A Serial Killer out to Get Realtors? “Murder in the Painted Lady”

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Murder in the Painted LadyIn the expensive world of real estate in San Francisco, it is a real coup to get to sell one of the Painted Ladies, the colorful row of Victorian mansions, but when a realtor is about to sell the yellow house, she and her clients find the body of another realtor in the garage in Murder in the Painted Lady. Peyton and Marco, one of the top detective teams in the SFPD, get called onto the case. There they discover that the killer strangled the woman with a silk scarf that he or she then kept, possibly as a souvenir. This usually indicates they have a serial killer on their hands. So they must rush to solve the crime before the killer strikes again.

I enjoyed the interaction among the people at the police department, in particular Peyton and Marco. Those two have a close partnership and look out for each other, but also exchange friendly banter, knowing each other well. I also liked the diversity of the employees at the police department, which displays Latinos, whites, Asian Americans, and African Americans, as well as a rather flamboyantly gay medical examiner with dreadlocks.

This book is a prequel to the Peyton Brooks’ Mystery Series, so the author is writing about the near past. It is set recently enough that the detectives have cameras in their phones, but the detectives have such remarkably weak computer skills that it is almost ridiculous. While I recognize that the police have a tech department that does all sorts of fancy work, regular officers should still know how to look through the basic files of a computer. It just didn’t seem to fit with the book.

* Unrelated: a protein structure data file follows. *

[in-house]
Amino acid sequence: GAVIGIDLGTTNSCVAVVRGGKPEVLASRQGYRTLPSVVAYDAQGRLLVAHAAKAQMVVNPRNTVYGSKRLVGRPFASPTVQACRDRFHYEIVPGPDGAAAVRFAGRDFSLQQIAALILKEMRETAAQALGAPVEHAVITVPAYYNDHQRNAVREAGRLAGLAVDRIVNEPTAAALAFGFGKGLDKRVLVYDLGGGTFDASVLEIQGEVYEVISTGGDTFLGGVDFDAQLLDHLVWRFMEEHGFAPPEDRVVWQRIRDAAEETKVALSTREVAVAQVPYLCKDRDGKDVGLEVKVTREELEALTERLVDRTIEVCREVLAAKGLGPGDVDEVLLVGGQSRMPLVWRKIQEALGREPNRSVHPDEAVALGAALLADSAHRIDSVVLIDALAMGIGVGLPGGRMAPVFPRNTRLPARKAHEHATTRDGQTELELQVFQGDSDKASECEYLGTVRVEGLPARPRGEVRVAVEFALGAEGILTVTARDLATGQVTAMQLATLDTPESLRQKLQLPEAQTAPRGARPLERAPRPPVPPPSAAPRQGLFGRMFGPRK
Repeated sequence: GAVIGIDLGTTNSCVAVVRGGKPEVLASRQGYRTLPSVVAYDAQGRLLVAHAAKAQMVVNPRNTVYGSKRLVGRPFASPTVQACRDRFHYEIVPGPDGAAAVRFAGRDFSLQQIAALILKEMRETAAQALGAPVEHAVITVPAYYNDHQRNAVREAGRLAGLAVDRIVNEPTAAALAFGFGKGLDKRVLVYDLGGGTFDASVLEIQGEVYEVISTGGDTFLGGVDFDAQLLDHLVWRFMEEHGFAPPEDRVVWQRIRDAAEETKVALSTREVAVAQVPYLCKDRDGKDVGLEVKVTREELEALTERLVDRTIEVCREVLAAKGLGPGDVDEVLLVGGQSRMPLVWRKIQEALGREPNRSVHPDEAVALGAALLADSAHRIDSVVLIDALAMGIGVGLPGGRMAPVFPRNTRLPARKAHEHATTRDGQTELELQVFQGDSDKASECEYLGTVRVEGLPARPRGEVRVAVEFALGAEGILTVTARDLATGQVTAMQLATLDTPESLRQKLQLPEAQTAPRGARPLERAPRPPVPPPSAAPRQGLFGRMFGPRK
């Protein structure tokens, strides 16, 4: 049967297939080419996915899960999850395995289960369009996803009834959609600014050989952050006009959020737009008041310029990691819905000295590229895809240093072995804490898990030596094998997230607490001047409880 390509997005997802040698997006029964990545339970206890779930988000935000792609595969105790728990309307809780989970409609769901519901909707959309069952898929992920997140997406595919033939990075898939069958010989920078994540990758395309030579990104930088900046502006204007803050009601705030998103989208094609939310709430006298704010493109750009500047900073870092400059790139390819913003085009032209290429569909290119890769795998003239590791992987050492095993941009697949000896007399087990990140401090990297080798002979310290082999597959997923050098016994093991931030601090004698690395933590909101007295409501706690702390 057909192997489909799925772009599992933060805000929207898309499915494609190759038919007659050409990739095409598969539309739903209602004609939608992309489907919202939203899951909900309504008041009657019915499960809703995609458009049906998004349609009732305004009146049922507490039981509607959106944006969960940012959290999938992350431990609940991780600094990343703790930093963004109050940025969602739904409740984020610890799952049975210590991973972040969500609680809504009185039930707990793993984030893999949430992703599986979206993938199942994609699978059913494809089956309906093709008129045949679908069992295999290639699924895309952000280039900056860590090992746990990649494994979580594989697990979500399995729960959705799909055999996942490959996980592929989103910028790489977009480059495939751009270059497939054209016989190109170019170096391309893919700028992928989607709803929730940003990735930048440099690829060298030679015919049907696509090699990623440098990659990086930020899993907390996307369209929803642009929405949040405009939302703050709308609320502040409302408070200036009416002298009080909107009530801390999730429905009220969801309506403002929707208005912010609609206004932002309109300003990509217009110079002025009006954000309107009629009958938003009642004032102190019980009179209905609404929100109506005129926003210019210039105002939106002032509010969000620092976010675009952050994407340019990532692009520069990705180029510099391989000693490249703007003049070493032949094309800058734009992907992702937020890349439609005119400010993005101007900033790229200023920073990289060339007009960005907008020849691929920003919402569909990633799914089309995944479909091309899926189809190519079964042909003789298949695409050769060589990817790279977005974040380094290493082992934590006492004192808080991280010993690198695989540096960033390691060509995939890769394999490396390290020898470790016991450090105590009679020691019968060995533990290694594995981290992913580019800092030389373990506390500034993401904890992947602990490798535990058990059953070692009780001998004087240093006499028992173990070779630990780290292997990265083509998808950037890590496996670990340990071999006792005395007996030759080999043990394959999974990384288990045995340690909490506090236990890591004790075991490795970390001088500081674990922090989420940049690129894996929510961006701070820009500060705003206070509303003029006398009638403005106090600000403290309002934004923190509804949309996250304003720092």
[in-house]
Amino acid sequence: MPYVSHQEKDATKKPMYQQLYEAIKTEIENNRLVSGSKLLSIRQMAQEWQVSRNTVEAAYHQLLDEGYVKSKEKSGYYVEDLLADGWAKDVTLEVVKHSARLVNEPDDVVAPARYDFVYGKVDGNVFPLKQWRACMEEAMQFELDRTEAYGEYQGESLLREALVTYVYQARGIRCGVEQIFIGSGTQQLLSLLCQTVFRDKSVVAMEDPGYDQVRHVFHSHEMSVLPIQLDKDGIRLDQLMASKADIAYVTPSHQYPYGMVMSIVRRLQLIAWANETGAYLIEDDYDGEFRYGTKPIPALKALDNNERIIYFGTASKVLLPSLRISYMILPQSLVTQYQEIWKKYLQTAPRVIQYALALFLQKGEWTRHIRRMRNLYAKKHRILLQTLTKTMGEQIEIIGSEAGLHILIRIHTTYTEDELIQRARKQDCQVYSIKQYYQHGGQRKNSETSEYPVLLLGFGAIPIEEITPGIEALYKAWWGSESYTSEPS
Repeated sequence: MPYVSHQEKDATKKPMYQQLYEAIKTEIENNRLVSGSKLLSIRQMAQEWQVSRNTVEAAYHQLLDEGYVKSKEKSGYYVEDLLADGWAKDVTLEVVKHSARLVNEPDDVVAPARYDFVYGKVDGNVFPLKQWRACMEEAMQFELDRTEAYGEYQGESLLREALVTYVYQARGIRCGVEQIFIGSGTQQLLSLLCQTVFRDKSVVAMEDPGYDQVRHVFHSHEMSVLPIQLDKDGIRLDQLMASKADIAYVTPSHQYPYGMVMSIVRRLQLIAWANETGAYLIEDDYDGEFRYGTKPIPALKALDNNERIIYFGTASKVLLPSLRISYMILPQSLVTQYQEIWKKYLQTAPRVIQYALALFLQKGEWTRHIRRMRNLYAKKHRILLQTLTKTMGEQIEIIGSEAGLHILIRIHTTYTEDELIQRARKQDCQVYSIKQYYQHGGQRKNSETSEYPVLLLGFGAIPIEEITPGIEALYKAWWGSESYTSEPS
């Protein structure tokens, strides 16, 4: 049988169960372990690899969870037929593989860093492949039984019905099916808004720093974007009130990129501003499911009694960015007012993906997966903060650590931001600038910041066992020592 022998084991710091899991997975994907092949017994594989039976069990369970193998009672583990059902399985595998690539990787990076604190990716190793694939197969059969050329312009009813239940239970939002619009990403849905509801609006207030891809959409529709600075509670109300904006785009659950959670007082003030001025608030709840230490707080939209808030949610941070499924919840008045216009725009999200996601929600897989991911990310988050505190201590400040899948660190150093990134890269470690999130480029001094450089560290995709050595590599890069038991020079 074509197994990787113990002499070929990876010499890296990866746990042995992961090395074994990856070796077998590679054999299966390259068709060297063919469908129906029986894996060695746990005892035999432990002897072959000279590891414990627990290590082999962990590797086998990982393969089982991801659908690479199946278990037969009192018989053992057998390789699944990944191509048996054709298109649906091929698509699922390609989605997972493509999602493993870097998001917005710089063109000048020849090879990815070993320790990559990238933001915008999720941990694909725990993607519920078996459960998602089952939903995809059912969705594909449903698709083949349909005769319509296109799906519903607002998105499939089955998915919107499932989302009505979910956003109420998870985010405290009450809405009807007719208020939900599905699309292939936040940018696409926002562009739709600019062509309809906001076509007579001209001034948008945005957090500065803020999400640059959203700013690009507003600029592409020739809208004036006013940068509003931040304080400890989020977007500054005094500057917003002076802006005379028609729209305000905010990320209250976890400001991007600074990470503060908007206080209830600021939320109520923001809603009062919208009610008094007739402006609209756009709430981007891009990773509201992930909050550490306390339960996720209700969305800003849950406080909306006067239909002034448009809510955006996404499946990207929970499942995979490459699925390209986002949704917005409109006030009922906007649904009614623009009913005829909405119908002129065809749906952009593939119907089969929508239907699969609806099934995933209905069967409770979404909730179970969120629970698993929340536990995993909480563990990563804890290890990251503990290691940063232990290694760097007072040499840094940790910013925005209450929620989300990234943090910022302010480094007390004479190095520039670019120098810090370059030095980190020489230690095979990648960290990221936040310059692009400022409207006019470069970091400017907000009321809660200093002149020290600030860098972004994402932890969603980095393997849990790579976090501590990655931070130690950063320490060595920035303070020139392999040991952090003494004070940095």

Kelley Hazen narrates the audiobook of this novella. She has a good voice for police procedurals, giving a strong performance with believable voices that suit well. The voices have strong variety that still fit the characters. For example, the first time I heard the voice of Abe, the medical examiner, I immediately knew he was gay even before he asked Peyton what her sexy partner Marco is wearing. Yet Hazen manages to do this without making Abe a stereotype. This is a very good example of an excellent narration.

Not having read any of the “prior” books in the series, meaning the ones written before Murder in the Painted Lady but set after this book, I was unsure if I would feel a little lost, not knowing things that most readers would already know. But that was not a problem in this book. I was able to enjoy it as its own stand alone book. I give the book four stars.

Disclaimer: I received this book for free through Audiobook Boom, but that in no way influenced my review.

To purchase this book for yourself, click here on Amazon.

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